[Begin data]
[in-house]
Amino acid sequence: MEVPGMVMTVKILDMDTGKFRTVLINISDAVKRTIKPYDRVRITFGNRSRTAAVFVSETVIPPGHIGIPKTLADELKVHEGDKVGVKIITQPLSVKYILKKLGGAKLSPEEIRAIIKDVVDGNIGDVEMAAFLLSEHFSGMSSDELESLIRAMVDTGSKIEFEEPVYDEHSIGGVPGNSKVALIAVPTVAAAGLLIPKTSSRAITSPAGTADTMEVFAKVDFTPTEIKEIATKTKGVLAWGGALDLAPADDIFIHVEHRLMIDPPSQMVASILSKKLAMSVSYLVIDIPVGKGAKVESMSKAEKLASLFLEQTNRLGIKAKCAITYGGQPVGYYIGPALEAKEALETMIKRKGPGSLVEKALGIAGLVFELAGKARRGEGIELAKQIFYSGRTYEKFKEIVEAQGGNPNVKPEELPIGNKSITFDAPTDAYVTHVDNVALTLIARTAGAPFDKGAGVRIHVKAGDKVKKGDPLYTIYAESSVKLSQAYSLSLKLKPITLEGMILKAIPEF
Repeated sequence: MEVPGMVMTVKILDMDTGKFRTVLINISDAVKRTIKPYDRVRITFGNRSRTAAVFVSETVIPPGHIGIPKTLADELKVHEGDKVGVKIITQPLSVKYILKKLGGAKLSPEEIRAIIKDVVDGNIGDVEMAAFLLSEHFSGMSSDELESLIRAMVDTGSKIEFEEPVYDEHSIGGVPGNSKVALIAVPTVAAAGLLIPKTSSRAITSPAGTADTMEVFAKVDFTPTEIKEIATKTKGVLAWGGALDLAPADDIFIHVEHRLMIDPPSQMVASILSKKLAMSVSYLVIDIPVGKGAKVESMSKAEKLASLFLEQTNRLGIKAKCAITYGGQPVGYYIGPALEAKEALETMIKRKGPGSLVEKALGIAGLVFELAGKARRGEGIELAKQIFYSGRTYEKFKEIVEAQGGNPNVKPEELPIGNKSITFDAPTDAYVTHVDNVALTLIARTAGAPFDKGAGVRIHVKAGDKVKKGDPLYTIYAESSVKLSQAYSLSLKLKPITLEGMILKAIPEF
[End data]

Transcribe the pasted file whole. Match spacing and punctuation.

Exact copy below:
[in-house]
Amino acid sequence: MEVPGMVMTVKILDMDTGKFRTVLINISDAVKRTIKPYDRVRITFGNRSRTAAVFVSETVIPPGHIGIPKTLADELKVHEGDKVGVKIITQPLSVKYILKKLGGAKLSPEEIRAIIKDVVDGNIGDVEMAAFLLSEHFSGMSSDELESLIRAMVDTGSKIEFEEPVYDEHSIGGVPGNSKVALIAVPTVAAAGLLIPKTSSRAITSPAGTADTMEVFAKVDFTPTEIKEIATKTKGVLAWGGALDLAPADDIFIHVEHRLMIDPPSQMVASILSKKLAMSVSYLVIDIPVGKGAKVESMSKAEKLASLFLEQTNRLGIKAKCAITYGGQPVGYYIGPALEAKEALETMIKRKGPGSLVEKALGIAGLVFELAGKARRGEGIELAKQIFYSGRTYEKFKEIVEAQGGNPNVKPEELPIGNKSITFDAPTDAYVTHVDNVALTLIARTAGAPFDKGAGVRIHVKAGDKVKKGDPLYTIYAESSVKLSQAYSLSLKLKPITLEGMILKAIPEF
Repeated sequence: MEVPGMVMTVKILDMDTGKFRTVLINISDAVKRTIKPYDRVRITFGNRSRTAAVFVSETVIPPGHIGIPKTLADELKVHEGDKVGVKIITQPLSVKYILKKLGGAKLSPEEIRAIIKDVVDGNIGDVEMAAFLLSEHFSGMSSDELESLIRAMVDTGSKIEFEEPVYDEHSIGGVPGNSKVALIAVPTVAAAGLLIPKTSSRAITSPAGTADTMEVFAKVDFTPTEIKEIATKTKGVLAWGGALDLAPADDIFIHVEHRLMIDPPSQMVASILSKKLAMSVSYLVIDIPVGKGAKVESMSKAEKLASLFLEQTNRLGIKAKCAITYGGQPVGYYIGPALEAKEALETMIKRKGPGSLVEKALGIAGLVFELAGKARRGEGIELAKQIFYSGRTYEKFKEIVEAQGGNPNVKPEELPIGNKSITFDAPTDAYVTHVDNVALTLIARTAGAPFDKGAGVRIHVKAGDKVKKGDPLYTIYAESSVKLSQAYSLSLKLKPITLEGMILKAIPEF